In conclusion, under a literal reading of Section 28 the proposed SLUP is a "right-of-way" "for the transportation of oil" which is not "subject to" one of "the provisions, limitations, and conditions" of Section 28. Of course, we cannot end our inquiry with this simplistic and literal approach. On occasion we have paid lip service to the rule that where the language of a statute is clear and unambiguous on its face it cannot be controverted by seeking to show inconsistent legislative intent, see Sea-Land Service, Inc. v. F.M. C., 131 U.S.App.D.C. 246, 250, 404 F.2d 824, 828 (1968), but we have also faced up to the reality that "the `plain meaning' doctrine has always been subservient to a truly discernible legislative purpose however discerned," District of Columbia v. Orleans, 132 U.S.App.D.C. 139, 141, 406 F.2d 957, 959 (1968). Regardless of how plainly we might feel the SLUP is barred by the literal terms of Section 28, we must respond to what seems to us to be the crucial contention in the Mineral Leasing Act aspects of this case. All parties agree that it is impossible to build large-diameter oil pipelines if construction is to be limited to 25 feet on either side of the pipeline. Appellees then argue that Congress must have intended Section 28 to include all those uses of land necessary to secure the central objective of allowing pipeline construction. Absent any other indication of what Congress in fact intended, settled maxims of statutory construction would probably lead us to accept this inference about congressional intent. Cf. United States v. State of Maryland for Use of Meyer, 121 U.S.App.D.C. 258, 260, 349 F.2d 693, 695 (1965). There is a presumption against construing a statute so as to render it ineffective. Bird v. United States, 187 U.S. 118, 124, 23 S.Ct. 42, 47 L.Ed. 100 (1902); United States v. Blasius, 2 Cir., 397 F.2d 203, 207 n. 9 (1968), cert. dismissed, 393 U.S. 1008, 89 S.Ct. 615, 21 L.Ed.2d 557 (1969); United States v. Milk Distributors Ass'n, Inc., D.Md., 200 F.Supp. 792, 799 (1961); In re White, N.D.N.Y., 266 F.Supp. 863, 866 (1967). But conjecture and inference about the central purposes of Section 28 and what Congress "must have intended" are not necessary in this case, for we have firmer evidence of what Congress did in fact intend when it enacted the width limitation of Section 28, and it is to this legislative history that we now turn.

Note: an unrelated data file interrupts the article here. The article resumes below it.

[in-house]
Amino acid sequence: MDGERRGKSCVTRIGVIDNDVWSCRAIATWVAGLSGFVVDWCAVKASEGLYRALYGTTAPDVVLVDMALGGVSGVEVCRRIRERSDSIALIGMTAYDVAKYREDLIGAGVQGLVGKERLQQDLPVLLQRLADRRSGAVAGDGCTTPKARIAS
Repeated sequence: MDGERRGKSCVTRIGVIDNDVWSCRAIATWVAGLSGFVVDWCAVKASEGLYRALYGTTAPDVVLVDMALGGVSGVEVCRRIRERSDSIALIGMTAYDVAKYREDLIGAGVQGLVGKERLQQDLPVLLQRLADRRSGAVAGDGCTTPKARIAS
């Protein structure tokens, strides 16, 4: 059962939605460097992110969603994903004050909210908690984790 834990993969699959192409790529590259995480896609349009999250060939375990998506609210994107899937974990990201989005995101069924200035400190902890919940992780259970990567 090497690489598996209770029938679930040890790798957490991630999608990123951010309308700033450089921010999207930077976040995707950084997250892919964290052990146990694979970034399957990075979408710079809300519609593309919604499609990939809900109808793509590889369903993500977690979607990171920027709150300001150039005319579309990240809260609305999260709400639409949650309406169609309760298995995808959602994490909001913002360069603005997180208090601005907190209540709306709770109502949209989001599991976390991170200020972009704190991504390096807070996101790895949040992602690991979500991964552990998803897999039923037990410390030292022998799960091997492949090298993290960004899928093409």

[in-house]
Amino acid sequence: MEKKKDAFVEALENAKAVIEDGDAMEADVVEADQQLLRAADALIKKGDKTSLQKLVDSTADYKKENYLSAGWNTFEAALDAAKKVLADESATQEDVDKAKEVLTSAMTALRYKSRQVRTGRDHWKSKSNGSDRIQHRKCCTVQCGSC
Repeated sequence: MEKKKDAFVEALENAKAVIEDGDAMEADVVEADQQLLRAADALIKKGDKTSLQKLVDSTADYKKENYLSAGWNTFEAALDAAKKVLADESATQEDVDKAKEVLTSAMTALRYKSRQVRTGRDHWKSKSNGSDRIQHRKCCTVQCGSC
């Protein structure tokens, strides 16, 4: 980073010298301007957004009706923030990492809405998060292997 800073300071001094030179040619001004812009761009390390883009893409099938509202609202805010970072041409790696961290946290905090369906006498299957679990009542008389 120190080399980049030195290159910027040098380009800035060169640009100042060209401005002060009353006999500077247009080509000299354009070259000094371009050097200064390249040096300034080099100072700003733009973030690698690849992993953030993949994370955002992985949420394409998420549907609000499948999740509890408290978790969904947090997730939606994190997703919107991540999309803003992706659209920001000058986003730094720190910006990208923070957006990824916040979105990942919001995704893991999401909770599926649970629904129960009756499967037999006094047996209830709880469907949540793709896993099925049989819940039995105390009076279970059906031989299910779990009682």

See Malat v. Riddell, 383 U.S. 569, 571-572, 86 S.Ct. 1030, 16 L.Ed. 2d 102 (1966); C.I.R. v. Brown, 380 U.S. 563, 571, 85 S.Ct. 1162, 14 L.Ed.2d 75 (1965); Lynch v. Overholser, 369 U.S. 705, 710, 82 S.Ct. 1063, 8 L.Ed.2d 211 (1962); Salt River Project Agr. Impr. Power District v. F.P.C., 129 U.S.App.D.C. 117, 121, 391 F.2d 470, 474, cert. denied, 393 U.S. 857, 89 S.Ct. 104, 21 L.Ed.2d 126 (1968).
C. Legislative History of Section 28.
The Mineral Leasing Act of 1920, of which Section 28 is but a small and relatively minor part, was not the product of a single Congress. Other versions of the Act, substantially similar to the one finally adopted and containing provisions virtually identical with what is now Section 28, were introduced, reported out of Committee, and debated on the floor of Congress as early as 1914. See H.R. 16136, 63rd Cong. (various prints) (1914); H.R. 406, 64th Cong. (various prints) (1915-16); H.R. 3232, 65th Cong. (various prints) (1917); S. 2812, 65th Cong. (various prints) (1918). The legislative history of the bill that was finally enacted into law as the Mineral Leasing Act of 1920, S. 2775, 66th Cong., 2d Sess. (1920), contains no discussion of the width limitation in either the reports, the hearings, or the floor debates. The legislative history of similar bills in prior Congresses, however, is very revealing. Cf. United States v. Plesha, 352 U.S. 202, 205, 77 S.Ct. 275, 1 L.Ed.2d 254 (1957); United States v. Blasius, supra, 397 F.2d at 205-206.